“A lot of what?” Tembarom felt as though he would really like to hear.

“A lot o' things I want to know about. I wish I'd lived th' life tha's lived, clemmin' or no clemmin'. Tha's seen things goin' on every day o' thy loife.”

“Well, yes, there's been plenty going on, plenty,” Tembarom admitted.

“I've been lying here for ten year',” said Tummas, savagely. “An' I've had nowt i' th' world to do an' nowt to think on but what I could mak' foak tell me about th' village. But nowt happens but this chap gettin' drunk an' that chap deein' or losin' his place, or wenches gettin' married or havin' childer. I know everything that happens, but it's nowt but a lot o' women clackin'. If I'd not been a cripple, I'd ha' been at work for mony a year by now, 'arnin' money to save by an' go to 'Meriker.”

“You seem to be sort of stuck on America. How's that?”

“What dost mean?”

“I mean you seem to like it.”

“I dunnot loike it nor yet not loike it, but I've heard a bit more about it than I have about th' other places on th' map. Foak goes there to seek their fortune, an' it seems loike there's a good bit doin'.”

“Do you like to read newspapers?” said Tembarom, inspired to his query by a recollection of the vision of things “doin'” in the Sunday Earth.

“Wheer'd I get papers from?” the boy asked testily. “Foak like us hasn't got th' brass for 'em.”

“I'll bring you some New York papers,” promised Tembarom, grinning a little in anticipation. “And we'll talk about the news that's in them. The Sunday Earth is full of pictures. I used to work on that paper myself.”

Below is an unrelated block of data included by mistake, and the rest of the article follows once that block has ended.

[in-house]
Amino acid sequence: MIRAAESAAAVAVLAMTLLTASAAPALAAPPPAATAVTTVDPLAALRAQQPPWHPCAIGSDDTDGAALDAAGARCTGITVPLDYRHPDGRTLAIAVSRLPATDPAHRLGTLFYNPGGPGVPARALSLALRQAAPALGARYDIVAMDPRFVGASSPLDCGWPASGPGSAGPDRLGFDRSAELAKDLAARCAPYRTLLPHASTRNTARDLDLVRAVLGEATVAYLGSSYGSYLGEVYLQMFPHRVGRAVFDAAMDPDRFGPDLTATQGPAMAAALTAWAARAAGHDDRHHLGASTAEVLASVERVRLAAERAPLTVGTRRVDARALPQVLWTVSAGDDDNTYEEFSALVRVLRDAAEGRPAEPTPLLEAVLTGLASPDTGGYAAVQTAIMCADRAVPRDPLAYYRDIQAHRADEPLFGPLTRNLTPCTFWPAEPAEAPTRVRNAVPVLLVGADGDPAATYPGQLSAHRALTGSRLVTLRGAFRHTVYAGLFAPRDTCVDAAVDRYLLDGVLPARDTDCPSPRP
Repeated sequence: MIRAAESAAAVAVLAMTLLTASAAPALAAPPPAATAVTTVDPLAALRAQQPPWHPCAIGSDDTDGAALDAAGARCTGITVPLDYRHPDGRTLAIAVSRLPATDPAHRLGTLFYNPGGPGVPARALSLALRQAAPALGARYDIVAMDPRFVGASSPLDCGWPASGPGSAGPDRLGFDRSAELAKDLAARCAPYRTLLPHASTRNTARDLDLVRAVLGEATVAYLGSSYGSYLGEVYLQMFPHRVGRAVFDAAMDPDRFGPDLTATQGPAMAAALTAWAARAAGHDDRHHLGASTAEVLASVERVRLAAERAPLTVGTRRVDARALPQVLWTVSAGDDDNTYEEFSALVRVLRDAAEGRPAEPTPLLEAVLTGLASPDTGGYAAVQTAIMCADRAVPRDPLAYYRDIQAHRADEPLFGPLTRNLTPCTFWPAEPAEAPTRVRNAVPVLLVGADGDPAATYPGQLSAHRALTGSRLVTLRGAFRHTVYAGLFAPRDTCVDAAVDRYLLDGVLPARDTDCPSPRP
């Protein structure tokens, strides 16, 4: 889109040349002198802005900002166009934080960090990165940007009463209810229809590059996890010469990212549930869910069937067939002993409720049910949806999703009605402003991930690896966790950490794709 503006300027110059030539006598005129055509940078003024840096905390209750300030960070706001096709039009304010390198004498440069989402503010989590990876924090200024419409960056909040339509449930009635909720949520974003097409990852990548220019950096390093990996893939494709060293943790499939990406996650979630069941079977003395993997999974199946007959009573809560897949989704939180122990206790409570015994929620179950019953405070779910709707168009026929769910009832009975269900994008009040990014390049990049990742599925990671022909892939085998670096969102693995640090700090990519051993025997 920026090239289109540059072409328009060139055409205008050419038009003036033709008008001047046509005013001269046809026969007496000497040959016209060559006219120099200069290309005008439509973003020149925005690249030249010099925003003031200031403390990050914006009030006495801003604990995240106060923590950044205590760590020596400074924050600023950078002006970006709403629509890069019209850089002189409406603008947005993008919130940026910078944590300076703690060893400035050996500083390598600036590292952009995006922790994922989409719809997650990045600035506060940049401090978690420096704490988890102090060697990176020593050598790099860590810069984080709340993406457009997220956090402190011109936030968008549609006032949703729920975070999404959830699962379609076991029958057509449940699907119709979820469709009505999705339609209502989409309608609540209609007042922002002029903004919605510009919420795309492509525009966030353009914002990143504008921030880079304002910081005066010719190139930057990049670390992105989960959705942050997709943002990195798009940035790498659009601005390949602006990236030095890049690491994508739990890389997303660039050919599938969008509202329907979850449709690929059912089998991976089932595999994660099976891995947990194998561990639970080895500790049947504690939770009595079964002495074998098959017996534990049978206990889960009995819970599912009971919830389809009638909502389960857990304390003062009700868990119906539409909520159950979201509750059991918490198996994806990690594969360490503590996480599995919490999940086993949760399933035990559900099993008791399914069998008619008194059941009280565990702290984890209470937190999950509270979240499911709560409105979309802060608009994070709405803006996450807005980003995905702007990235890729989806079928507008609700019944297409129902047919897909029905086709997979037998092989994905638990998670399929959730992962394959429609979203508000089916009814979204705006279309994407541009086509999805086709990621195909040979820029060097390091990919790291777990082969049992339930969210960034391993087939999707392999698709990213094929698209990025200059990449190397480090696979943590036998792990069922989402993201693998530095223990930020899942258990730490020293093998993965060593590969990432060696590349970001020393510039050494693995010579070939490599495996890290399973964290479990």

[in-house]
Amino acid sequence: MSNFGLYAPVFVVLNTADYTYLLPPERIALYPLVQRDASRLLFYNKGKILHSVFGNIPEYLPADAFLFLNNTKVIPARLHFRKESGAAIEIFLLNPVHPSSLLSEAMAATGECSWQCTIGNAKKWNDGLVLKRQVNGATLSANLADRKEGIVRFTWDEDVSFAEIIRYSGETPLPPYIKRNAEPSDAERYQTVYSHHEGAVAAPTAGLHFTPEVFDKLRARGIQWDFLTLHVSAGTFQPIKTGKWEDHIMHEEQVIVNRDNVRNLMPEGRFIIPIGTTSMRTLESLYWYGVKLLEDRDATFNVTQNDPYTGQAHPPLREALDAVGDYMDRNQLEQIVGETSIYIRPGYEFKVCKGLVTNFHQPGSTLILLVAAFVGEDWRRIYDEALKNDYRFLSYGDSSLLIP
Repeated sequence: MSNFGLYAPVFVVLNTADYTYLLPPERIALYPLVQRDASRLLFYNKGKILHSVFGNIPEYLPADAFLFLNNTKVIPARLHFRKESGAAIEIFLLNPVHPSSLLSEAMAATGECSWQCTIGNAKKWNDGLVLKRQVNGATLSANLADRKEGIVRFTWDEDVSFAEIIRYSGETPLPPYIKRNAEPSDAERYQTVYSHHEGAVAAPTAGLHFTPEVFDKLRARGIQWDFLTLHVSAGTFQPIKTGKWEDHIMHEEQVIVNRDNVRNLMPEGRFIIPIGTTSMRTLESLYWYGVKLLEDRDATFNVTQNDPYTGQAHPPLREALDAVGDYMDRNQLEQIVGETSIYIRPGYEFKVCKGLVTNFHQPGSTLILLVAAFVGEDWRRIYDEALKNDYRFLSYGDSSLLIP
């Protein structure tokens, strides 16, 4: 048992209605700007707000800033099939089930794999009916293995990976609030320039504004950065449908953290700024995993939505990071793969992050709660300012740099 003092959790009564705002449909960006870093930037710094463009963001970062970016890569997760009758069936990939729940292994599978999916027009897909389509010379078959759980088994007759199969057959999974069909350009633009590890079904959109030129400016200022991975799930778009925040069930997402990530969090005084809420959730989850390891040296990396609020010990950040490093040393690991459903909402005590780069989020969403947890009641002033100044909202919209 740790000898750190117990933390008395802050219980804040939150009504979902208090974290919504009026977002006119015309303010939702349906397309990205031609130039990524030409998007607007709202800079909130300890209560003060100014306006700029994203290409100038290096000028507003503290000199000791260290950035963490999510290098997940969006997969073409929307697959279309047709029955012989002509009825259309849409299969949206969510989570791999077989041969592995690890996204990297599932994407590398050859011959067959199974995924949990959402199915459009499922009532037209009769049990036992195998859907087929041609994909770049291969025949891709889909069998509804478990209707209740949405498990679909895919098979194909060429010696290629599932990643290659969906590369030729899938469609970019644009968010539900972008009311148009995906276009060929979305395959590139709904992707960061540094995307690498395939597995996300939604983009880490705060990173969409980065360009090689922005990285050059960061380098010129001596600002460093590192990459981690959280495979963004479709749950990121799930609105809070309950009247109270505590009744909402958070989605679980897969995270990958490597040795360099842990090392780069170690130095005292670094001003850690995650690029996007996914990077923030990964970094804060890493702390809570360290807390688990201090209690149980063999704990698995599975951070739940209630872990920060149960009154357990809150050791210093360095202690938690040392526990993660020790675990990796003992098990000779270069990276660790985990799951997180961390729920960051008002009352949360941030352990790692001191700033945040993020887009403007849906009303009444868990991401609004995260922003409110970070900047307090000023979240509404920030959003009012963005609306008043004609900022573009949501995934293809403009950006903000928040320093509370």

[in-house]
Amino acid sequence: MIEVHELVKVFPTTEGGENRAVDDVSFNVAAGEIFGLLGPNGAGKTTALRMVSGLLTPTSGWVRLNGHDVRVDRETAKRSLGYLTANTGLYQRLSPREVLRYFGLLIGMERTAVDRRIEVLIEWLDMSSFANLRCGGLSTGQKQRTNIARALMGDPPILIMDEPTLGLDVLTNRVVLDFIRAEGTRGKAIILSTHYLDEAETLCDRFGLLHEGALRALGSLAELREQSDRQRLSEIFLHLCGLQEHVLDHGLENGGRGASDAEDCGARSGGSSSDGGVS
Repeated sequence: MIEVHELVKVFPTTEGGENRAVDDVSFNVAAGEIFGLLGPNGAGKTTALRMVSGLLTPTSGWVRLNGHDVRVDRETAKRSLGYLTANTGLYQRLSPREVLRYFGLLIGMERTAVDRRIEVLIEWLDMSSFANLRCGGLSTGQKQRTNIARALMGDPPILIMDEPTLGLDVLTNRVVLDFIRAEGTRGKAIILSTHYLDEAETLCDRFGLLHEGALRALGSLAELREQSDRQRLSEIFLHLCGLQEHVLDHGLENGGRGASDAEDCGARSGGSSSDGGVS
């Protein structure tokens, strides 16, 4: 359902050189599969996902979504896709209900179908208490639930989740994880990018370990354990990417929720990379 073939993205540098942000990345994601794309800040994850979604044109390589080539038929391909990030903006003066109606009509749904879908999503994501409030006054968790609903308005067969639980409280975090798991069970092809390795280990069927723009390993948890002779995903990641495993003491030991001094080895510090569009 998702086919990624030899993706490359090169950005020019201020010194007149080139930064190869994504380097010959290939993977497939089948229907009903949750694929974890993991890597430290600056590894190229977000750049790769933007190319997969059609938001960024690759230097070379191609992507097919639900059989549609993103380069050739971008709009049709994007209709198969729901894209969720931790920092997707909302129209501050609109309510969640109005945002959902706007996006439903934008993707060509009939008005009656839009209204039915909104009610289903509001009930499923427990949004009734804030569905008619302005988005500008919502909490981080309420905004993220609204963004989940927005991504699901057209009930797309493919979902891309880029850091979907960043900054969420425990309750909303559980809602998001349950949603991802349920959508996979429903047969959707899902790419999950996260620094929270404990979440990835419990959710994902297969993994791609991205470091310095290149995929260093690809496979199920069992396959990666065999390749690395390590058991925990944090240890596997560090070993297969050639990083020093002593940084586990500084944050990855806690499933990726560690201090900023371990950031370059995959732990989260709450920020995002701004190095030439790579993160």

“Tha did?” Tummas cried excitedly. “Did tha help to print it, or was it th' one tha sold i' th' streets?”

“I wrote some of the stuff in it.”

“Wrote some of th' stuff in it? Wrote it thaself? How could tha, a common chap like thee?” he asked, more excited still, his ferret eyes snapping.

“I don't know how I did it,” Tembarom answered, with increased cheer and interest in the situation. “It wasn't high-brow sort of work.”

Tummas leaned forward in his incredulous eagerness.

“Does tha mean that they paid thee for writin' it—paid thee?”

“I guess they wouldn't have done it if they'd been Lancashire,” Tembarom answered. “But they hadn't much more sense than I had. They paid me twenty-five dollars a week—that's five pounds.”

“I dunnot believe thee,” said Tummas, and leaned back on his pillow short of breath.

“I didn't believe it myself till I'd paid my board two weeks and bought a suit of clothes with it,” was Tembarom's answer, and he chuckled as he made it.

But Tummas did believe it. This, after he had recovered from the shock, became evident. The curiosity in his face intensified itself; his eagerness was even vaguely tinged with something remotely resembling respect. It was not, however, respect for the money which had been earned, but for the store of things “doin'” which must have been required. It was impossible that this chap knew things undreamed of.

“Has tha ever been to th' Klondike?” he asked after a long pause.

“No. I've never been out of New York.”

Tummas seemed fretted and depressed.

“Eh, I'm sorry for that. I wished tha'd been to th' Klondike. I want to be towd about it,” he sighed. He pulled the atlas toward him and found a place in it.

“That theer's Dawson,” he announced. Tembarom saw that the region of the Klondike had been much studied. It was even rather faded with the frequent passage of searching fingers, as though it had been pored over with special curiosity.

“There's gowd-moines theer,” revealed Tummas. “An' theer's welly newt else but snow an' ice. A young chap as set out fro' here to get theer froze to death on th' way.”

“How did you get to hear about it?”

“Ann she browt me a paper onet.” He dug under his pillow, and brought out a piece of newspaper, worn and frayed and cut with age and usage. “This heer's what's left of it.” Tembarom saw that it was a fragment from an old American sheet and that a column was headed “The Rush for the Klondike.”

“Why didna tha go theer?” demanded Tummas. He looked up from his fragment and asked his question with a sudden reflectiveness, as though a new and interesting aspect of things had presented itself to him.

“I had too much to do in New York,” said Tembarom. “There's always something doing in New York, you know.”